Building mental fitness means looking after our body because our minds and our bodies are deeply interconnected. Exercise, eating good foods, getting enough sleep and cutting right back on use of alcohol and drugs will build and maintain our mental fitness.

Building mental fitness means paying attention to your spiritual health. Some psychologists are now literally prescribing “Nature”. Being connected to the natural world – getting out into nature, and then having a fundamental, lasting and strong purpose in life. These are habits that feed our spirits that will build and maintain mental fitness.

Building mental fitness means being connected in community. Having at least 4 people (that’s what the research says) that you know well enough, and trust enough, to confide in. Meeting regularly with a group of true, deep friends. And finally giving to others: giving time, giving money, being kind without expecting a return. This will build and maintain your mental fitness.”

COVID is tricky

COVID challenged the habits we had in place to protect our wellbeing. Pre-COVID, when I used to work in the office, I was very thankful for the distance between my desk and the fridge. And those “water cooler” conversations with colleagues – I didn’t realise at the time how much they were a source of inspiration and connection for me.

Now in my hybrid home/office working environment, I will need to put time and effort into forming some new habits. One habit will be around some discipline with snacking. And when I am in the office, making time for those “water cooler” conversations rather than seeing them as an impediment to my productivity.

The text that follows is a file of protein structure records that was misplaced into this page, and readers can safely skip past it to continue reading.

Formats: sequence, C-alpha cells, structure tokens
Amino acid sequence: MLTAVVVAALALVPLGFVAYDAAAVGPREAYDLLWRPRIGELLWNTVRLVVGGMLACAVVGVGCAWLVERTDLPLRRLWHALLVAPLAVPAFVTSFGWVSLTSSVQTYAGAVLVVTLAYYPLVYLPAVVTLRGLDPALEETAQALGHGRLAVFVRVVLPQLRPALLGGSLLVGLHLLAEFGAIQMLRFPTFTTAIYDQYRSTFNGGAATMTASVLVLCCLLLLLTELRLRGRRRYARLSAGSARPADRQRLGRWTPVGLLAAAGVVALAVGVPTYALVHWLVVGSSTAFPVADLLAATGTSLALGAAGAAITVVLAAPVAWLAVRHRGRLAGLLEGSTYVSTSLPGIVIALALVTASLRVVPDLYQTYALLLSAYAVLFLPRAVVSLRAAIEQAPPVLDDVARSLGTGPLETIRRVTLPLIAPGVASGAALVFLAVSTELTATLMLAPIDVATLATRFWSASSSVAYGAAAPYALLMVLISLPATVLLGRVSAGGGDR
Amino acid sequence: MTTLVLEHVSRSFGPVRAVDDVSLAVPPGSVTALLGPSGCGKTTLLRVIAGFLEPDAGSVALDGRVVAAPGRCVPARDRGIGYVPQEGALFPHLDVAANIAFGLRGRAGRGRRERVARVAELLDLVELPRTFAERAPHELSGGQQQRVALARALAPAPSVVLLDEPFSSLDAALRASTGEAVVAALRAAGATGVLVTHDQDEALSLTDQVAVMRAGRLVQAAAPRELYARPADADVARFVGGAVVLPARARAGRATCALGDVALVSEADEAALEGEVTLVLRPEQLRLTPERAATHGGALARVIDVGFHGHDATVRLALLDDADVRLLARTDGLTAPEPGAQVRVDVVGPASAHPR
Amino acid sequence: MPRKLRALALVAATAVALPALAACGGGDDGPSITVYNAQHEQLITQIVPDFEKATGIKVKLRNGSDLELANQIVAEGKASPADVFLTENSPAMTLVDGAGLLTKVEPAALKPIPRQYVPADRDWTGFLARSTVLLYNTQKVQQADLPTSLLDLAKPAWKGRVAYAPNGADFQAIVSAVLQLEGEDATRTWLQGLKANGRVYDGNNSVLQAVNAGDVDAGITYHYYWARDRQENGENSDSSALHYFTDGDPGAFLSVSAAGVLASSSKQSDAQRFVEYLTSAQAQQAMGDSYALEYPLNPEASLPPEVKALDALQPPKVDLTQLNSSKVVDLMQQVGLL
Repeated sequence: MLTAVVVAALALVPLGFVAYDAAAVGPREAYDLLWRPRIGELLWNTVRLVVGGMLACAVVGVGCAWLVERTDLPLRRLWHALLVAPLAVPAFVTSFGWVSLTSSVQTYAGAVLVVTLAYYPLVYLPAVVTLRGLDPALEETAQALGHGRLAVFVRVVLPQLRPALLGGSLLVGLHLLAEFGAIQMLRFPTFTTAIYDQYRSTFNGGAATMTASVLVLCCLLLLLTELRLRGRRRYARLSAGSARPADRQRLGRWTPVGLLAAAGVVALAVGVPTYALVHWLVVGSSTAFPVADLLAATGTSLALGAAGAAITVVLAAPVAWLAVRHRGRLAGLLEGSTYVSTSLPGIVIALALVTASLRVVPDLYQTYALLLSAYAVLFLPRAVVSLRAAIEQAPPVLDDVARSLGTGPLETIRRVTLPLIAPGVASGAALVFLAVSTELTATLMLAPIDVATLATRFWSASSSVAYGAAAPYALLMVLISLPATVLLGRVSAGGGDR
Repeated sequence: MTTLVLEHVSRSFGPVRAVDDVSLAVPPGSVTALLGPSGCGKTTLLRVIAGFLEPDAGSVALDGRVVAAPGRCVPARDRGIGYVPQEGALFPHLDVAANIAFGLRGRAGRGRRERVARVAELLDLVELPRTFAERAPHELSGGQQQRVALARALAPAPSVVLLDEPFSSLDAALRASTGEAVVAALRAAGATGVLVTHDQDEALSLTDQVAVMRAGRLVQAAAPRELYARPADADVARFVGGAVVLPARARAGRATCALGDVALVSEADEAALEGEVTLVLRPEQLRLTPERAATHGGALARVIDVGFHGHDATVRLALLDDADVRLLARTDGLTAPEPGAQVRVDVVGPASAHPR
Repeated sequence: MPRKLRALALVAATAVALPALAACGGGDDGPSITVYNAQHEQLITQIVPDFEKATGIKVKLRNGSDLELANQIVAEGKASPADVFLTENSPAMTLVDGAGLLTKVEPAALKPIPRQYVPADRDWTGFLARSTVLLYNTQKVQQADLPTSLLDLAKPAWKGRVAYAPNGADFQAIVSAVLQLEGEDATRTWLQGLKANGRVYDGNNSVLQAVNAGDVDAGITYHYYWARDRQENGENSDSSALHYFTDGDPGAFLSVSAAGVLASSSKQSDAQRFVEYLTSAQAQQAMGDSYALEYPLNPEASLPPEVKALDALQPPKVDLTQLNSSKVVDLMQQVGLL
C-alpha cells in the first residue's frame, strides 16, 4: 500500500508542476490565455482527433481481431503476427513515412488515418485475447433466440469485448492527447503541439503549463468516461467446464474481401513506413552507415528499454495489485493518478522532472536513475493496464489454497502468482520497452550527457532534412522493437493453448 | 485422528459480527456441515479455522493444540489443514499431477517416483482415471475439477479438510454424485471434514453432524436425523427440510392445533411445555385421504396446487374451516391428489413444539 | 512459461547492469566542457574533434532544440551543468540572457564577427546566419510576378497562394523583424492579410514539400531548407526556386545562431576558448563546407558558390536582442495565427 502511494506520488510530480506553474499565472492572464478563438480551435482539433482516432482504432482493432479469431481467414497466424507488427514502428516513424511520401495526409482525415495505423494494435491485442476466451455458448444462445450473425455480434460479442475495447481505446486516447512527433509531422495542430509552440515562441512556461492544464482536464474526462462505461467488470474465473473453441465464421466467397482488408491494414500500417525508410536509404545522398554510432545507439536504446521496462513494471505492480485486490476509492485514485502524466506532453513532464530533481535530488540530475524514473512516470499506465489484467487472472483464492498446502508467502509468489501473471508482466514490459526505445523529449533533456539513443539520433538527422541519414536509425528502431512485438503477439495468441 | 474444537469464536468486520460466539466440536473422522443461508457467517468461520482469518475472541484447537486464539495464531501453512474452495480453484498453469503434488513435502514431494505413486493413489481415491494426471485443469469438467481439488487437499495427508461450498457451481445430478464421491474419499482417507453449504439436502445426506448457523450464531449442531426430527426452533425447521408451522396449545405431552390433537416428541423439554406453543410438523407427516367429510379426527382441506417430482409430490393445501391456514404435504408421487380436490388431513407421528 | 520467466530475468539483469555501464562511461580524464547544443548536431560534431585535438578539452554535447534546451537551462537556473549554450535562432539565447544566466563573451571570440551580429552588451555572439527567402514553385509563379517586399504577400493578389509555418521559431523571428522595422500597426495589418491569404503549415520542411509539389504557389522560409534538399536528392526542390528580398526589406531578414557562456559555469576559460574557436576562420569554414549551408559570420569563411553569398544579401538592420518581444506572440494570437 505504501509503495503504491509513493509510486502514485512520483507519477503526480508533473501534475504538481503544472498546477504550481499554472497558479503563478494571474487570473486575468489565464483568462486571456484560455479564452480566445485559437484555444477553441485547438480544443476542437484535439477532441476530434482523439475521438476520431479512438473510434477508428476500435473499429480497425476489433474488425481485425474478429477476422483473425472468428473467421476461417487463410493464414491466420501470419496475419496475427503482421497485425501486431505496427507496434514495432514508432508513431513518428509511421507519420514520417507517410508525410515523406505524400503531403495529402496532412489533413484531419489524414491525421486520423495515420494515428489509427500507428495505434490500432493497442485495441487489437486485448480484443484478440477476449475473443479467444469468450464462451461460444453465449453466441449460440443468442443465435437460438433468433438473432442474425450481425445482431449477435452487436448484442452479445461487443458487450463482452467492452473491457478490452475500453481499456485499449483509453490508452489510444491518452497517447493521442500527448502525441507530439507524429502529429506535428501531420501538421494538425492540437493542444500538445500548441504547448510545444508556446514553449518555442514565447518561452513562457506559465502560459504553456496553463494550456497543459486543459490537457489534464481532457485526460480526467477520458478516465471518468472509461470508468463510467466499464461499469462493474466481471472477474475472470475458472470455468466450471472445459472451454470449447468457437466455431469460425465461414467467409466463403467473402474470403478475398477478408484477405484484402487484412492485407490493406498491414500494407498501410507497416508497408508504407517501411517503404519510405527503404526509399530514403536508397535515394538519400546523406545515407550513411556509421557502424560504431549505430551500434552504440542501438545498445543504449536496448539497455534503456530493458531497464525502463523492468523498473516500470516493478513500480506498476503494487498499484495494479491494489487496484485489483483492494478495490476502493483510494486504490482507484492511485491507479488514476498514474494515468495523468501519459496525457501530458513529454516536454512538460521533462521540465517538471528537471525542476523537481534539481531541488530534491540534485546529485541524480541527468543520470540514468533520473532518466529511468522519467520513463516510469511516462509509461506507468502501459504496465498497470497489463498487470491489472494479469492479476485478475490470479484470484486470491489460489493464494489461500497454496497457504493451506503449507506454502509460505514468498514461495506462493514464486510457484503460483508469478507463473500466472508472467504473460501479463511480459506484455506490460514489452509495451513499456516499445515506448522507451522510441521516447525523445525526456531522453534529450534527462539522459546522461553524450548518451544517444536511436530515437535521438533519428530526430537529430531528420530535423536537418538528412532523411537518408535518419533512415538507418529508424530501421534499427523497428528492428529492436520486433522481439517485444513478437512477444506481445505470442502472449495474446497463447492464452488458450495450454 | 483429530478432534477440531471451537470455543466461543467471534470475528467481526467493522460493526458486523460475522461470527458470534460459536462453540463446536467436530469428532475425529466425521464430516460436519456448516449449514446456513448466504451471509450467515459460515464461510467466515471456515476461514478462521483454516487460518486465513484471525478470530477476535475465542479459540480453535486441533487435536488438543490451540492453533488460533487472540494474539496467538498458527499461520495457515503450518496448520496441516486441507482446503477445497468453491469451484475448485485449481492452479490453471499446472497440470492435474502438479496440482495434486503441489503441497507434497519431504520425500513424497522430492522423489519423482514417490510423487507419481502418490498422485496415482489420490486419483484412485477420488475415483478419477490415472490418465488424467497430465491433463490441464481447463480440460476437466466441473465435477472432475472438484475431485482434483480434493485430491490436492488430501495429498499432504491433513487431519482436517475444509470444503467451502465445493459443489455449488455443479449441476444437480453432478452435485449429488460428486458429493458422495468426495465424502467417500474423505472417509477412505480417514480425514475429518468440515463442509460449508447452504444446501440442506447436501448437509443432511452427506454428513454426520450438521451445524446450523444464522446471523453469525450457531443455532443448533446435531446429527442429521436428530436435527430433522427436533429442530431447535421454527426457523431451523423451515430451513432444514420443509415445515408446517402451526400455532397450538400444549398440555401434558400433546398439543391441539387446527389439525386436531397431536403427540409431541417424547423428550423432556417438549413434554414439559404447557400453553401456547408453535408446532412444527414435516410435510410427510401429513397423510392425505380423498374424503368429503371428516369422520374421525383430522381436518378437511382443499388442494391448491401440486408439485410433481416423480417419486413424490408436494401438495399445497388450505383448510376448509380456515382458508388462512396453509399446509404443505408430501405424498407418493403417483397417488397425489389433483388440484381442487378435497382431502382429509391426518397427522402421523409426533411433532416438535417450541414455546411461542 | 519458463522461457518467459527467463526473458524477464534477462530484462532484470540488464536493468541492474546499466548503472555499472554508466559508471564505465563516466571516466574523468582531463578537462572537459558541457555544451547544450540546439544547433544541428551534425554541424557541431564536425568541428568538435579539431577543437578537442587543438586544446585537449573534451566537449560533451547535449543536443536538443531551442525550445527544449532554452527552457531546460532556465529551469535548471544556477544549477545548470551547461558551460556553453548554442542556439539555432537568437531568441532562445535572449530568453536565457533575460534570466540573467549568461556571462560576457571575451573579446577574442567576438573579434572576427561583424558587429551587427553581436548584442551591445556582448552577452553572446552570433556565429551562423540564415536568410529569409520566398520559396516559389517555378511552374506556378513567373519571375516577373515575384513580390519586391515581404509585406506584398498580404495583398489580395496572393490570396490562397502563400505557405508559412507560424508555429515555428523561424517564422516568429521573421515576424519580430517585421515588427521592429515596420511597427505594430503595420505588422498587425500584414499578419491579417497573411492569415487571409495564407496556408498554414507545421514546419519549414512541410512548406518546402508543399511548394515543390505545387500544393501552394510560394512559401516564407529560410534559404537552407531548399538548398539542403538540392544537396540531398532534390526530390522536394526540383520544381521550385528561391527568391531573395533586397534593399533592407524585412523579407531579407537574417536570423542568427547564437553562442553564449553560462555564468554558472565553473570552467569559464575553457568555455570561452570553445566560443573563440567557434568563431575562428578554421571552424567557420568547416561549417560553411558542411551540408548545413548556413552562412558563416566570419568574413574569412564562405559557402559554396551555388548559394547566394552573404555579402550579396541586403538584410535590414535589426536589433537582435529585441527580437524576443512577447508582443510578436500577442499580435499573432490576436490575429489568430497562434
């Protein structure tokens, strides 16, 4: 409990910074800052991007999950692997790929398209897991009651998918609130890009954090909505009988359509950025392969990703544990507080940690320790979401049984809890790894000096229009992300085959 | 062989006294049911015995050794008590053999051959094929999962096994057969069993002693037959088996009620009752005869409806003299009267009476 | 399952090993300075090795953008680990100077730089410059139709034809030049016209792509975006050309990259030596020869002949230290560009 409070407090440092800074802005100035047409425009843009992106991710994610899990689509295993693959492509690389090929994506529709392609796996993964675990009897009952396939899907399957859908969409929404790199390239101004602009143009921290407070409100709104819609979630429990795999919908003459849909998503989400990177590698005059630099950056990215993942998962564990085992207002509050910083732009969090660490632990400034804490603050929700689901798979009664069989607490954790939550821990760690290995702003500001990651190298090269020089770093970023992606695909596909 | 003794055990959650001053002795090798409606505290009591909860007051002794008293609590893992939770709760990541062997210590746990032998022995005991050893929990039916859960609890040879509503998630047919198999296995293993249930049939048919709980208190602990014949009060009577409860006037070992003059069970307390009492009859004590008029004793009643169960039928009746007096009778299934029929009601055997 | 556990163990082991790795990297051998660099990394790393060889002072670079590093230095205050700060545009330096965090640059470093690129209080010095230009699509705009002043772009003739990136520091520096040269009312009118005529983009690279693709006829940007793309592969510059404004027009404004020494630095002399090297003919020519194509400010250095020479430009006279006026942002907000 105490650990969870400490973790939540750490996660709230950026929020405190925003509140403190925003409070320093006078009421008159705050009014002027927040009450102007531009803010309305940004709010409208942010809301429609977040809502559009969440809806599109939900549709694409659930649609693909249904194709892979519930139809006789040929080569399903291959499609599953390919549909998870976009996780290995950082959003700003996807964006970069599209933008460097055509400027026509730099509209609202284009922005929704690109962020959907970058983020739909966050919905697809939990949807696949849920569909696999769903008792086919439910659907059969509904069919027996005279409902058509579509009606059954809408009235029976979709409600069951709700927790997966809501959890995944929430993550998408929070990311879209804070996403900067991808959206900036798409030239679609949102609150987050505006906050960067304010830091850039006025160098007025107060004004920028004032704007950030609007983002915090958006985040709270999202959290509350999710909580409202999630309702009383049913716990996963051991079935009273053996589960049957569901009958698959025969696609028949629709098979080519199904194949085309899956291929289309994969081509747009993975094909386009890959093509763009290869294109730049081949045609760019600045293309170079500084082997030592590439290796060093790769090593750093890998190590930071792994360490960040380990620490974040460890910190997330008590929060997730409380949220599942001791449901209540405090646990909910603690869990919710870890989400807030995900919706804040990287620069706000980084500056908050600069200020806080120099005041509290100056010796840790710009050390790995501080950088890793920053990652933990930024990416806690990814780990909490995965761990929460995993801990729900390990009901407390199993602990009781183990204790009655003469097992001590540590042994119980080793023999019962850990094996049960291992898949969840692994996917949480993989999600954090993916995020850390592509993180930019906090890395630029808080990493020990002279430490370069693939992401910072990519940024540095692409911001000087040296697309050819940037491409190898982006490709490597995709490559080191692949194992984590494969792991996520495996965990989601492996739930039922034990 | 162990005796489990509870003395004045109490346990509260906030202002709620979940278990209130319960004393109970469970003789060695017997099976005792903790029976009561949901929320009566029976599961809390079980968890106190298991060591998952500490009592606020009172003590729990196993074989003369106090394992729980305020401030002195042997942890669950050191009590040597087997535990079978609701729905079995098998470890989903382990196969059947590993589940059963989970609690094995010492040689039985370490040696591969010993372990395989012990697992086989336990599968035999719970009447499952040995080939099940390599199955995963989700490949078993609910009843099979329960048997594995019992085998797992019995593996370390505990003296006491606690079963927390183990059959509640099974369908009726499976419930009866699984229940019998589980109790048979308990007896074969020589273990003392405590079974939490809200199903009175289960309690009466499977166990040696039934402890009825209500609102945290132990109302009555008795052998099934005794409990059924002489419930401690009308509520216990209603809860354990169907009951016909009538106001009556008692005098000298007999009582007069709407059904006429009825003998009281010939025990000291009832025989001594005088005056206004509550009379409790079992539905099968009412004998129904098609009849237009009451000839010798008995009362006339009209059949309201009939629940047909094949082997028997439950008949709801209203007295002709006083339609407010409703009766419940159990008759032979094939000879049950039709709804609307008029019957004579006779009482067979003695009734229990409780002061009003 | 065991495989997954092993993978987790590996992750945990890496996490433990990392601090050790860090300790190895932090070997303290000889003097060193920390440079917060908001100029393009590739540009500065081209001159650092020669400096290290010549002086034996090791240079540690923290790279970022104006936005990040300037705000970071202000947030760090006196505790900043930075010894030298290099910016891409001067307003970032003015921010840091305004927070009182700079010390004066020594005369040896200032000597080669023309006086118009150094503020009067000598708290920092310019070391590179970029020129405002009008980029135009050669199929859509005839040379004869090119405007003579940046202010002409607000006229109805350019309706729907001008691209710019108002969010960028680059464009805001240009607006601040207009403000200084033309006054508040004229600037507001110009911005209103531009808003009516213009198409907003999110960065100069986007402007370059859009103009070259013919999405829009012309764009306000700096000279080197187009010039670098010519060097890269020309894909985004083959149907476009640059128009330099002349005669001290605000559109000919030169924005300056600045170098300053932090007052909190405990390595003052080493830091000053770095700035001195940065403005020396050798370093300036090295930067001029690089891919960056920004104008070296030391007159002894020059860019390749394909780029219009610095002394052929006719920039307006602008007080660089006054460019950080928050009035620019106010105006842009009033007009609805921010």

Why “you time” is better

Confucius, Socrates and Jesus all understood that the good life – the life that is good for us, giving us purpose and vitality - is the life that is also good for others. On that basis, we could argue that being a good person – a virtuous person – gives us a purpose statement for life.

But what if something more was on offer?

A work colleague the other day observed the whole “You do you” movement is so inconsistent. On the one hand we say: “Do what’s right for you, whatever that may be” and on the other we judge people’s choices. It’s this act of judgement that’s interesting – because it’s only consistent if deep down we believe there is some ultimate story with which to judge everyone’s small stories. For example, most reasonable people think to leave a job for a better one – that’s a good idea. But to leave a family to have an affair – that’s a bad idea. Or more broadly speaking: why do we say love, mercy and forgiveness trumps selfishness, self-absorption and hate? Where does this ultimate story come from?